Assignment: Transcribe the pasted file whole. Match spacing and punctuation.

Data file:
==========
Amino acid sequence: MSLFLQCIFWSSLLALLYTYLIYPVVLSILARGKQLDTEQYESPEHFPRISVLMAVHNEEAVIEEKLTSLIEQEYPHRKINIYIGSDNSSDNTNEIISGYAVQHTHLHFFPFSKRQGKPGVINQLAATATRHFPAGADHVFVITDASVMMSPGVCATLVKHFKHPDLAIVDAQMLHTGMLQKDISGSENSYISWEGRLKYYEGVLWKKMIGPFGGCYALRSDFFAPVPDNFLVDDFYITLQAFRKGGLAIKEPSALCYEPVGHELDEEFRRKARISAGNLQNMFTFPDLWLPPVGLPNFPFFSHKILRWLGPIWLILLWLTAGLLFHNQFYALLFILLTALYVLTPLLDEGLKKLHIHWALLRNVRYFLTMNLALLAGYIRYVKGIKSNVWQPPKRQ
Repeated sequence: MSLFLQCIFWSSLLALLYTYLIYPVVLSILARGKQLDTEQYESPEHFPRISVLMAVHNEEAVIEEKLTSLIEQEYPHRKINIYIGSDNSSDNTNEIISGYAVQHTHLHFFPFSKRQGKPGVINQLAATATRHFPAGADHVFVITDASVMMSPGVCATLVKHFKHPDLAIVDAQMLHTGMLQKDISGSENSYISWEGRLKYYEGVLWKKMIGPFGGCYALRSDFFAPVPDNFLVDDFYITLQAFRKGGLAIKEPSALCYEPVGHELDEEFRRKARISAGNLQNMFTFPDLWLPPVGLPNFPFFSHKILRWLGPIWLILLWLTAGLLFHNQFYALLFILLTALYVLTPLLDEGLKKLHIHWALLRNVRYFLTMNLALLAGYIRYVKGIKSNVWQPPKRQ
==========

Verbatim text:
Amino acid sequence: MSLFLQCIFWSSLLALLYTYLIYPVVLSILARGKQLDTEQYESPEHFPRISVLMAVHNEEAVIEEKLTSLIEQEYPHRKINIYIGSDNSSDNTNEIISGYAVQHTHLHFFPFSKRQGKPGVINQLAATATRHFPAGADHVFVITDASVMMSPGVCATLVKHFKHPDLAIVDAQMLHTGMLQKDISGSENSYISWEGRLKYYEGVLWKKMIGPFGGCYALRSDFFAPVPDNFLVDDFYITLQAFRKGGLAIKEPSALCYEPVGHELDEEFRRKARISAGNLQNMFTFPDLWLPPVGLPNFPFFSHKILRWLGPIWLILLWLTAGLLFHNQFYALLFILLTALYVLTPLLDEGLKKLHIHWALLRNVRYFLTMNLALLAGYIRYVKGIKSNVWQPPKRQ
Repeated sequence: MSLFLQCIFWSSLLALLYTYLIYPVVLSILARGKQLDTEQYESPEHFPRISVLMAVHNEEAVIEEKLTSLIEQEYPHRKINIYIGSDNSSDNTNEIISGYAVQHTHLHFFPFSKRQGKPGVINQLAATATRHFPAGADHVFVITDASVMMSPGVCATLVKHFKHPDLAIVDAQMLHTGMLQKDISGSENSYISWEGRLKYYEGVLWKKMIGPFGGCYALRSDFFAPVPDNFLVDDFYITLQAFRKGGLAIKEPSALCYEPVGHELDEEFRRKARISAGNLQNMFTFPDLWLPPVGLPNFPFFSHKILRWLGPIWLILLWLTAGLLFHNQFYALLFILLTALYVLTPLLDEGLKKLHIHWALLRNVRYFLTMNLALLAGYIRYVKGIKSNVWQPPKRQ